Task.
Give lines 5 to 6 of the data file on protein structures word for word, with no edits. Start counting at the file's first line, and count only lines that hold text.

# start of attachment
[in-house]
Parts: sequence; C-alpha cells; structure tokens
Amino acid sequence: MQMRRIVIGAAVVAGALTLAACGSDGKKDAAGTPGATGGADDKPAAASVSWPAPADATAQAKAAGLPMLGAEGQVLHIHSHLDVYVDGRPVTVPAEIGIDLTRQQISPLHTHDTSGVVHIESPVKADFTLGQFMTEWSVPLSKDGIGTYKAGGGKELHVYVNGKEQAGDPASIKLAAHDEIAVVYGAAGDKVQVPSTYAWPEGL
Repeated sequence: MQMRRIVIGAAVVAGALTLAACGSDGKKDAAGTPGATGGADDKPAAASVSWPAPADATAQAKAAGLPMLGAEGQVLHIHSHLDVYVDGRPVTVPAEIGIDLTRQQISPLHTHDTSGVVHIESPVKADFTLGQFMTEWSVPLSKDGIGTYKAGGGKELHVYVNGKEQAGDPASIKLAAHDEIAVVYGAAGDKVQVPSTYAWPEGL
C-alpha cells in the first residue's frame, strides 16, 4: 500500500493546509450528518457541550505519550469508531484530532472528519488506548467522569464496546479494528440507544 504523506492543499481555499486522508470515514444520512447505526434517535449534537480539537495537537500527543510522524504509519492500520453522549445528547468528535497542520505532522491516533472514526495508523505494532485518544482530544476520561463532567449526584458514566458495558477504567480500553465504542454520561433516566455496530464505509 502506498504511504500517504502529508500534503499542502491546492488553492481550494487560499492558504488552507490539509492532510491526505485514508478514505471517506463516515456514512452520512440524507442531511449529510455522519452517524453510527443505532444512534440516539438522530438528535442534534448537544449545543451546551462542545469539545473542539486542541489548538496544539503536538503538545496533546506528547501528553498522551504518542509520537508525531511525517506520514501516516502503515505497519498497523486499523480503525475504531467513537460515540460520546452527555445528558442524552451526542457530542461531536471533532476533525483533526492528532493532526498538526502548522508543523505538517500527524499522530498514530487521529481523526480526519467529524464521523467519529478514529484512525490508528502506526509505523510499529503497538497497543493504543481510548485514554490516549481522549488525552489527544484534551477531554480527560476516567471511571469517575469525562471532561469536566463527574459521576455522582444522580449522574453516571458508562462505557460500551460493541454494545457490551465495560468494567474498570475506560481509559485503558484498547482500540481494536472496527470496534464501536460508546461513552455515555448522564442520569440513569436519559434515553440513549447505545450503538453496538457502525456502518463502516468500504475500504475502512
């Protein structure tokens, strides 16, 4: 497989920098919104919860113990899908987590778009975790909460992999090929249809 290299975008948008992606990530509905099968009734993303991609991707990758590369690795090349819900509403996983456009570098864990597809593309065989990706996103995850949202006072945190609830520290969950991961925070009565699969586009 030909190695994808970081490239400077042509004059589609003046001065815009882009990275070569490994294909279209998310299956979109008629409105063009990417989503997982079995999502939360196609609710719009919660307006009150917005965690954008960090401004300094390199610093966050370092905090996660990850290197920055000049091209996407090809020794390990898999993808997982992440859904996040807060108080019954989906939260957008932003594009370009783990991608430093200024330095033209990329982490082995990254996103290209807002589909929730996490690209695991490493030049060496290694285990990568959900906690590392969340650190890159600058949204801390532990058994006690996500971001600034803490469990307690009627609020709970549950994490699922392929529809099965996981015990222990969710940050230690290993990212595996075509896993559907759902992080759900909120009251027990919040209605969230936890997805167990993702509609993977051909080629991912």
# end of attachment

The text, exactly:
C-alpha cells in the first residue's frame, strides 16, 4: 500500500493546509450528518457541550505519550469508531484530532472528519488506548467522569464496546479494528440507544 504523506492543499481555499486522508470515514444520512447505526434517535449534537480539537495537537500527543510522524504509519492500520453522549445528547468528535497542520505532522491516533472514526495508523505494532485518544482530544476520561463532567449526584458514566458495558477504567480500553465504542454520561433516566455496530464505509 502506498504511504500517504502529508500534503499542502491546492488553492481550494487560499492558504488552507490539509492532510491526505485514508478514505471517506463516515456514512452520512440524507442531511449529510455522519452517524453510527443505532444512534440516539438522530438528535442534534448537544449545543451546551462542545469539545473542539486542541489548538496544539503536538503538545496533546506528547501528553498522551504518542509520537508525531511525517506520514501516516502503515505497519498497523486499523480503525475504531467513537460515540460520546452527555445528558442524552451526542457530542461531536471533532476533525483533526492528532493532526498538526502548522508543523505538517500527524499522530498514530487521529481523526480526519467529524464521523467519529478514529484512525490508528502506526509505523510499529503497538497497543493504543481510548485514554490516549481522549488525552489527544484534551477531554480527560476516567471511571469517575469525562471532561469536566463527574459521576455522582444522580449522574453516571458508562462505557460500551460493541454494545457490551465495560468494567474498570475506560481509559485503558484498547482500540481494536472496527470496534464501536460508546461513552455515555448522564442520569440513569436519559434515553440513549447505545450503538453496538457502525456502518463502516468500504475500504475502512
């Protein structure tokens, strides 16, 4: 497989920098919104919860113990899908987590778009975790909460992999090929249809 290299975008948008992606990530509905099968009734993303991609991707990758590369690795090349819900509403996983456009570098864990597809593309065989990706996103995850949202006072945190609830520290969950991961925070009565699969586009 030909190695994808970081490239400077042509004059589609003046001065815009882009990275070569490994294909279209998310299956979109008629409105063009990417989503997982079995999502939360196609609710719009919660307006009150917005965690954008960090401004300094390199610093966050370092905090996660990850290197920055000049091209996407090809020794390990898999993808997982992440859904996040807060108080019954989906939260957008932003594009370009783990991608430093200024330095033209990329982490082995990254996103290209807002589909929730996490690209695991490493030049060496290694285990990568959900906690590392969340650190890159600058949204801390532990058994006690996500971001600034803490469990307690009627609020709970549950994490699922392929529809099965996981015990222990969710940050230690290993990212595996075509896993559907759902992080759900909120009251027990919040209605969230936890997805167990993702509609993977051909080629991912």